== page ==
About the Conference
School social workers are often called to accomplish a myriad of tasks that may go beyond the scope of their work. With limited resources and support, they transform individuals, systems, and situations. Sometimes it feels like they are performing magic, but their secret is a proven toolkit of social work practices. A central component of this toolkit is cultural humility, an approach through which social workers can navigate between fostering home/school collaboration and encouraging anti-racist practices inside and outside the school. Now in its fifth year, the School Social Work Conference will build upon its foundation of creating liberatory spaces of learning and networking by examining the role of cultural humility to ameliorate inequality in communities. The conference will provide space for discussion, new learning, and community building.
Anthony De Jesús is an Associate Professor in the Department of Social Work and Equitable Community Practice at the University of Saint Joseph in West Hartford, CT. He received his MSW at the Boston University School of Social Work and was a school social worker in Boston prior to earning an Ed.D. at the Harvard Graduate School of Education. He previously served as a researcher and administrator at the Centro de Estudios Puertorriqueños and on the faculty at the Silberman School of Social Work at Hunter College. He is conducting a study of the Connecticut Department of Children and Families’ Racial Justice Initiative.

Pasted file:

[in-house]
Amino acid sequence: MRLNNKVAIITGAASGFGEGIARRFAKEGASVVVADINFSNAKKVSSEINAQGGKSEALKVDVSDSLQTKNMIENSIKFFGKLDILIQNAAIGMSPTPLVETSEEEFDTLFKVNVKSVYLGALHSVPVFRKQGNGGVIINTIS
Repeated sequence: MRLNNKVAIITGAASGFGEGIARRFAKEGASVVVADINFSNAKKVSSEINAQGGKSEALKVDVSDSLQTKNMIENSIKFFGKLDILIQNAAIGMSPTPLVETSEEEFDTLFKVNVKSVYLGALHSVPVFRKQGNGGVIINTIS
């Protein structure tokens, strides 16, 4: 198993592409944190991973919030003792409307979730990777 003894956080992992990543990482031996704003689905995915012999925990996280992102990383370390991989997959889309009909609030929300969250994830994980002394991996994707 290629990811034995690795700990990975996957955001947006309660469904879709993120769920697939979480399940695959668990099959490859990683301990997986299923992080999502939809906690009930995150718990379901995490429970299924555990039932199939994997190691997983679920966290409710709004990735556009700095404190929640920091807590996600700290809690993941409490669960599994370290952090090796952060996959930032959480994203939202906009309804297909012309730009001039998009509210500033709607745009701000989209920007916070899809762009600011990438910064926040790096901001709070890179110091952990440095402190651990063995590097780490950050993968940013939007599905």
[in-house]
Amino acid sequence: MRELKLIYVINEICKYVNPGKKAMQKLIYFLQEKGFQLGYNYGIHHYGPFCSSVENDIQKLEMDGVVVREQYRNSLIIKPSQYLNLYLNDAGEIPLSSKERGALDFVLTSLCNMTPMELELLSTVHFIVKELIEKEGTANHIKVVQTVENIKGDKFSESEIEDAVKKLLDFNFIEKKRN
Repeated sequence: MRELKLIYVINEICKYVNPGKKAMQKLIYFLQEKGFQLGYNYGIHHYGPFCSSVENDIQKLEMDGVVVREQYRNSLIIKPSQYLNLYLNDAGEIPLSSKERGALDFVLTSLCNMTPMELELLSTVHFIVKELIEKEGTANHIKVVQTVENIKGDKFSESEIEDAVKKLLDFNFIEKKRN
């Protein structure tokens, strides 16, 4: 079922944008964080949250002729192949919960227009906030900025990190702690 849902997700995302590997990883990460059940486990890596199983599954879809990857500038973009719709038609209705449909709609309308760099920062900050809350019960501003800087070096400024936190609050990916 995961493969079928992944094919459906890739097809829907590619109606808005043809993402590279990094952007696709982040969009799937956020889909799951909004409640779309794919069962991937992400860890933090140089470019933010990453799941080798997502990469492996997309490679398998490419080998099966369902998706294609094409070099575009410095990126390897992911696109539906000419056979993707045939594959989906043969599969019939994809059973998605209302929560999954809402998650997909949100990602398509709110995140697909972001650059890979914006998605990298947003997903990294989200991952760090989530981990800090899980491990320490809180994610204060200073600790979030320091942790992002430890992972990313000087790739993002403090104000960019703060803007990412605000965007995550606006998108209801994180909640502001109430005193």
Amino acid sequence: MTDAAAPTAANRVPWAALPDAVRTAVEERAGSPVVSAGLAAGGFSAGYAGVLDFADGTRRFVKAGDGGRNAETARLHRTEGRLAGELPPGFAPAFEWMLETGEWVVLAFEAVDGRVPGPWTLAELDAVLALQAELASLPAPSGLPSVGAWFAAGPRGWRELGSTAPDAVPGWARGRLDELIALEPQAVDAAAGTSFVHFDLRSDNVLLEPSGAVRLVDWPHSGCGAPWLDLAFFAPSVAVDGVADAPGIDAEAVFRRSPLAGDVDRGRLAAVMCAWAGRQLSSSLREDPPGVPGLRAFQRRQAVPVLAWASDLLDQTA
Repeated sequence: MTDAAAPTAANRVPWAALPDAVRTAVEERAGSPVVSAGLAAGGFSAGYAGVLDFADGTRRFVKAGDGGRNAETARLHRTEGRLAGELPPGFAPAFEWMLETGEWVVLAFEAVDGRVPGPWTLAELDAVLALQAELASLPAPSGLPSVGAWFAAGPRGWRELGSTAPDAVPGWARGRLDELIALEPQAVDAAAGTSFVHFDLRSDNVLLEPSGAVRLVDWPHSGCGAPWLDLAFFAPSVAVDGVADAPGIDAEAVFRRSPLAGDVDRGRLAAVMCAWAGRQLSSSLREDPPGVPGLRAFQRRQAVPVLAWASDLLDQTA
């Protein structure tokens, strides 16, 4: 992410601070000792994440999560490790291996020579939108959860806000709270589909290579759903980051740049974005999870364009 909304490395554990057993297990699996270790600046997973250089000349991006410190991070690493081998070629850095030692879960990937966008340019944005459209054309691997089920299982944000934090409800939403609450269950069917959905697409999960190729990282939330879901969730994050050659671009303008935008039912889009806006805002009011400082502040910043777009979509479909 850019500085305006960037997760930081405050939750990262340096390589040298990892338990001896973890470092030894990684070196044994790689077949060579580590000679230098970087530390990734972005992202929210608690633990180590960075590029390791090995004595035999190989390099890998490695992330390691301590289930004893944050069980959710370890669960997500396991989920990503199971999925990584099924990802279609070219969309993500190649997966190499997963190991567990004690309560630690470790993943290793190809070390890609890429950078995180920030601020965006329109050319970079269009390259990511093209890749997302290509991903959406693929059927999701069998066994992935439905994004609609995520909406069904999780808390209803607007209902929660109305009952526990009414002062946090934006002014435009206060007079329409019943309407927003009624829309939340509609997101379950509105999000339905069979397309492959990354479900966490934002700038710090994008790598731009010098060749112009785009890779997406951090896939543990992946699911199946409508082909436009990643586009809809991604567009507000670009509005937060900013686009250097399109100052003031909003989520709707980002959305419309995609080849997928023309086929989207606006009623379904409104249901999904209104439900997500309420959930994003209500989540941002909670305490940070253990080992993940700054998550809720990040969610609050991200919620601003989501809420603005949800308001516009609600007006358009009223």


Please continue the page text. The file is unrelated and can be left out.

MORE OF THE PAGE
Madeline Pérez De Jesús is an Associate Professor in the Department of Social Work and Latino Community Practice at the University of Saint Joseph in Connecticut. A life-long New Yorker before moving to Connecticut, Madeline received her Ph.D. at the City University of New York’s Graduate Center. Her study, Two Tales of One City: A Political Economy of the New York City Public High School Admissions Process, was awarded honorable distinction in 2011. She co-authored a volume, Theory and Educational Research: Toward Critical Social Explanation (Anyon et al. 2008, Routledge), in which she has a featured chapter on the experiences of Latina mothers navigating school choice. She is currently working on a book that tells the story of families from two communities at opposite sides of the income ladder searching for access to quality high schools as they navigate the NYC public high school admissions process.